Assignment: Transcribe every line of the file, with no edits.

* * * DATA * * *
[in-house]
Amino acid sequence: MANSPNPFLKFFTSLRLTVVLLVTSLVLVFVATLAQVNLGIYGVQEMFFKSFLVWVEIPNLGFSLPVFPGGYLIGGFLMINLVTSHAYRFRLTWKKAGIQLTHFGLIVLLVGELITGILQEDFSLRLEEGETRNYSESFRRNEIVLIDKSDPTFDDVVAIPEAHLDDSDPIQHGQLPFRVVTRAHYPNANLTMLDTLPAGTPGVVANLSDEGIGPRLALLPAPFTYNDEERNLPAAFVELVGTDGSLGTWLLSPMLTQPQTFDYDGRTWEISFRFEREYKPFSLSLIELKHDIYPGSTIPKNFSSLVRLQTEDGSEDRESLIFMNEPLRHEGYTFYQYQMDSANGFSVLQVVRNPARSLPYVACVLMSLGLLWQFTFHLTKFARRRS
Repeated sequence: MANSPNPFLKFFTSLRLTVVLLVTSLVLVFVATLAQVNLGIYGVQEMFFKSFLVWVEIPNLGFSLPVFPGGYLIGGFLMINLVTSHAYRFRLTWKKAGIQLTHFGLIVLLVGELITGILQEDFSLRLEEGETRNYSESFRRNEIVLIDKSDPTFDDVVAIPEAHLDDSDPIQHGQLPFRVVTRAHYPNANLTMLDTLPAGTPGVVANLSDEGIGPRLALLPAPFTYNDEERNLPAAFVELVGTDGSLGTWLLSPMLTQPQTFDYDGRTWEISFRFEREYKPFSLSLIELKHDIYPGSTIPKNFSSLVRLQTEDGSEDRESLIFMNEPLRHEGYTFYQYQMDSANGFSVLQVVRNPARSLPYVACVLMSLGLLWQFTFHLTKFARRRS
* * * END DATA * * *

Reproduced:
[in-house]
Amino acid sequence: MANSPNPFLKFFTSLRLTVVLLVTSLVLVFVATLAQVNLGIYGVQEMFFKSFLVWVEIPNLGFSLPVFPGGYLIGGFLMINLVTSHAYRFRLTWKKAGIQLTHFGLIVLLVGELITGILQEDFSLRLEEGETRNYSESFRRNEIVLIDKSDPTFDDVVAIPEAHLDDSDPIQHGQLPFRVVTRAHYPNANLTMLDTLPAGTPGVVANLSDEGIGPRLALLPAPFTYNDEERNLPAAFVELVGTDGSLGTWLLSPMLTQPQTFDYDGRTWEISFRFEREYKPFSLSLIELKHDIYPGSTIPKNFSSLVRLQTEDGSEDRESLIFMNEPLRHEGYTFYQYQMDSANGFSVLQVVRNPARSLPYVACVLMSLGLLWQFTFHLTKFARRRS
Repeated sequence: MANSPNPFLKFFTSLRLTVVLLVTSLVLVFVATLAQVNLGIYGVQEMFFKSFLVWVEIPNLGFSLPVFPGGYLIGGFLMINLVTSHAYRFRLTWKKAGIQLTHFGLIVLLVGELITGILQEDFSLRLEEGETRNYSESFRRNEIVLIDKSDPTFDDVVAIPEAHLDDSDPIQHGQLPFRVVTRAHYPNANLTMLDTLPAGTPGVVANLSDEGIGPRLALLPAPFTYNDEERNLPAAFVELVGTDGSLGTWLLSPMLTQPQTFDYDGRTWEISFRFEREYKPFSLSLIELKHDIYPGSTIPKNFSSLVRLQTEDGSEDRESLIFMNEPLRHEGYTFYQYQMDSANGFSVLQVVRNPARSLPYVACVLMSLGLLWQFTFHLTKFARRRS